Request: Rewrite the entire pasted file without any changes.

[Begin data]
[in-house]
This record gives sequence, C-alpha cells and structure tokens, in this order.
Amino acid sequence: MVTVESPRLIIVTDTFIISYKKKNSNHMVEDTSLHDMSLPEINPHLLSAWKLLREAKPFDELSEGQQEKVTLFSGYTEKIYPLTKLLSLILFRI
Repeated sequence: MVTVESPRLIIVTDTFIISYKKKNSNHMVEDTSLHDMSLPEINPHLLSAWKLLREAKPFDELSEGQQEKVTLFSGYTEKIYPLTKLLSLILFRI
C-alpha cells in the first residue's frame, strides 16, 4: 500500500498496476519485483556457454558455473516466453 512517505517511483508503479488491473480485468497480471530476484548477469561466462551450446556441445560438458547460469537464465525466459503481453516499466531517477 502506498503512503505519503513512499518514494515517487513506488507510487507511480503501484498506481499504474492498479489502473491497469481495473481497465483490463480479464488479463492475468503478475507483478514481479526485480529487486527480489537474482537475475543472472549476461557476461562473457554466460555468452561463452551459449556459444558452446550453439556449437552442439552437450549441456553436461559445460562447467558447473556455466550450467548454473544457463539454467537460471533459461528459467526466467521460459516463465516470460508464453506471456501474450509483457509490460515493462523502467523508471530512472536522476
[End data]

[in-house]
This record gives sequence, C-alpha cells and structure tokens, in this order.
Amino acid sequence: MVTVESPRLIIVTDTFIISYKKKNSNHMVEDTSLHDMSLPEINPHLLSAWKLLREAKPFDELSEGQQEKVTLFSGYTEKIYPLTKLLSLILFRI
Repeated sequence: MVTVESPRLIIVTDTFIISYKKKNSNHMVEDTSLHDMSLPEINPHLLSAWKLLREAKPFDELSEGQQEKVTLFSGYTEKIYPLTKLLSLILFRI
C-alpha cells in the first residue's frame, strides 16, 4: 500500500498496476519485483556457454558455473516466453 512517505517511483508503479488491473480485468497480471530476484548477469561466462551450446556441445560438458547460469537464465525466459503481453516499466531517477 502506498503512503505519503513512499518514494515517487513506488507510487507511480503501484498506481499504474492498479489502473491497469481495473481497465483490463480479464488479463492475468503478475507483478514481479526485480529487486527480489537474482537475475543472472549476461557476461562473457554466460555468452561463452551459449556459444558452446550453439556449437552442439552437450549441456553436461559445460562447467558447473556455466550450467548454473544457463539454467537460471533459461528459467526466467521460459516463465516470460508464453506471456501474450509483457509490460515493462523502467523508471530512472536522476